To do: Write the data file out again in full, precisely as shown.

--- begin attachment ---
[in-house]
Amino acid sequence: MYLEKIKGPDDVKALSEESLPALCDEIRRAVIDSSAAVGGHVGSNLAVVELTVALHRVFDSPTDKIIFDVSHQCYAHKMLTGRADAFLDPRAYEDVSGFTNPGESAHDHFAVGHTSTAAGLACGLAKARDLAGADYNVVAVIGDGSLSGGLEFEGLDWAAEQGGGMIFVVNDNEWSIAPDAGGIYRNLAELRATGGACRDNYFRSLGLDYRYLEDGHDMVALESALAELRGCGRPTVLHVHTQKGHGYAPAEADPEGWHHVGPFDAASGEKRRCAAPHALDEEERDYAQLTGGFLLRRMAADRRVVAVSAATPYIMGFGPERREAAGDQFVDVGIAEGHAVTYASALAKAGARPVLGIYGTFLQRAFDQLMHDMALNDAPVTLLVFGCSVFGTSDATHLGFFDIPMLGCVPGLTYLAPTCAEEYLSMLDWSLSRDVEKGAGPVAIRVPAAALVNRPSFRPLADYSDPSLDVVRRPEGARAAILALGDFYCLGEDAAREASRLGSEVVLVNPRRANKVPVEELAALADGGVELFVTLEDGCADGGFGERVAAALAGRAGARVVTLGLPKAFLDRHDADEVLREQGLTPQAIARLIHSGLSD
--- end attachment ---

[in-house]
Amino acid sequence: MYLEKIKGPDDVKALSEESLPALCDEIRRAVIDSSAAVGGHVGSNLAVVELTVALHRVFDSPTDKIIFDVSHQCYAHKMLTGRADAFLDPRAYEDVSGFTNPGESAHDHFAVGHTSTAAGLACGLAKARDLAGADYNVVAVIGDGSLSGGLEFEGLDWAAEQGGGMIFVVNDNEWSIAPDAGGIYRNLAELRATGGACRDNYFRSLGLDYRYLEDGHDMVALESALAELRGCGRPTVLHVHTQKGHGYAPAEADPEGWHHVGPFDAASGEKRRCAAPHALDEEERDYAQLTGGFLLRRMAADRRVVAVSAATPYIMGFGPERREAAGDQFVDVGIAEGHAVTYASALAKAGARPVLGIYGTFLQRAFDQLMHDMALNDAPVTLLVFGCSVFGTSDATHLGFFDIPMLGCVPGLTYLAPTCAEEYLSMLDWSLSRDVEKGAGPVAIRVPAAALVNRPSFRPLADYSDPSLDVVRRPEGARAAILALGDFYCLGEDAAREASRLGSEVVLVNPRRANKVPVEELAALADGGVELFVTLEDGCADGGFGERVAAALAGRAGARVVTLGLPKAFLDRHDADEVLREQGLTPQAIARLIHSGLSD